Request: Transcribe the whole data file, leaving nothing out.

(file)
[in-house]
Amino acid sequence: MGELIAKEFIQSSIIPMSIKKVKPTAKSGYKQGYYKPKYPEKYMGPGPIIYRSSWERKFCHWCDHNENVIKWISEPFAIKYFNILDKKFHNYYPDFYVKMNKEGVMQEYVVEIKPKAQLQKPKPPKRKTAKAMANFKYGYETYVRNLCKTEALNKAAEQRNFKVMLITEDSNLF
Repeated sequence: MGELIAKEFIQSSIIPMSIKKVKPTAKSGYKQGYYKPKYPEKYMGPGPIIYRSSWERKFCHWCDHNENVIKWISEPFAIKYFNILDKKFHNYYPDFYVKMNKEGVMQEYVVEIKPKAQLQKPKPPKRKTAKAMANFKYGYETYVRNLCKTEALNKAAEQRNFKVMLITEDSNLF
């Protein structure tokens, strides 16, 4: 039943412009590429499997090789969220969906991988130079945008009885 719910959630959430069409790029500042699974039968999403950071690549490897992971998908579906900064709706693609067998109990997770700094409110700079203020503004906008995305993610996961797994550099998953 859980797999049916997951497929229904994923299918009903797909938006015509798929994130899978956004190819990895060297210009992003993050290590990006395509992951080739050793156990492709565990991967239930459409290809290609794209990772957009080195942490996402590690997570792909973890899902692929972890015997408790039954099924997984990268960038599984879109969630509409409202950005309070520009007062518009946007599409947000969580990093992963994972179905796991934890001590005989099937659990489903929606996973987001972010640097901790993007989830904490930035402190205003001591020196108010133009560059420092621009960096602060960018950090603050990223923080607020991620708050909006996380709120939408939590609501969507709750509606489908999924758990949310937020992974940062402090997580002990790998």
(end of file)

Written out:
[in-house]
Amino acid sequence: MGELIAKEFIQSSIIPMSIKKVKPTAKSGYKQGYYKPKYPEKYMGPGPIIYRSSWERKFCHWCDHNENVIKWISEPFAIKYFNILDKKFHNYYPDFYVKMNKEGVMQEYVVEIKPKAQLQKPKPPKRKTAKAMANFKYGYETYVRNLCKTEALNKAAEQRNFKVMLITEDSNLF
Repeated sequence: MGELIAKEFIQSSIIPMSIKKVKPTAKSGYKQGYYKPKYPEKYMGPGPIIYRSSWERKFCHWCDHNENVIKWISEPFAIKYFNILDKKFHNYYPDFYVKMNKEGVMQEYVVEIKPKAQLQKPKPPKRKTAKAMANFKYGYETYVRNLCKTEALNKAAEQRNFKVMLITEDSNLF
């Protein structure tokens, strides 16, 4: 039943412009590429499997090789969220969906991988130079945008009885 719910959630959430069409790029500042699974039968999403950071690549490897992971998908579906900064709706693609067998109990997770700094409110700079203020503004906008995305993610996961797994550099998953 859980797999049916997951497929229904994923299918009903797909938006015509798929994130899978956004190819990895060297210009992003993050290590990006395509992951080739050793156990492709565990991967239930459409290809290609794209990772957009080195942490996402590690997570792909973890899902692929972890015997408790039954099924997984990268960038599984879109969630509409409202950005309070520009007062518009946007599409947000969580990093992963994972179905796991934890001590005989099937659990489903929606996973987001972010640097901790993007989830904490930035402190205003001591020196108010133009560059420092621009960096602060960018950090603050990223923080607020991620708050909006996380709120939408939590609501969507709750509606489908999924758990949310937020992974940062402090997580002990790998």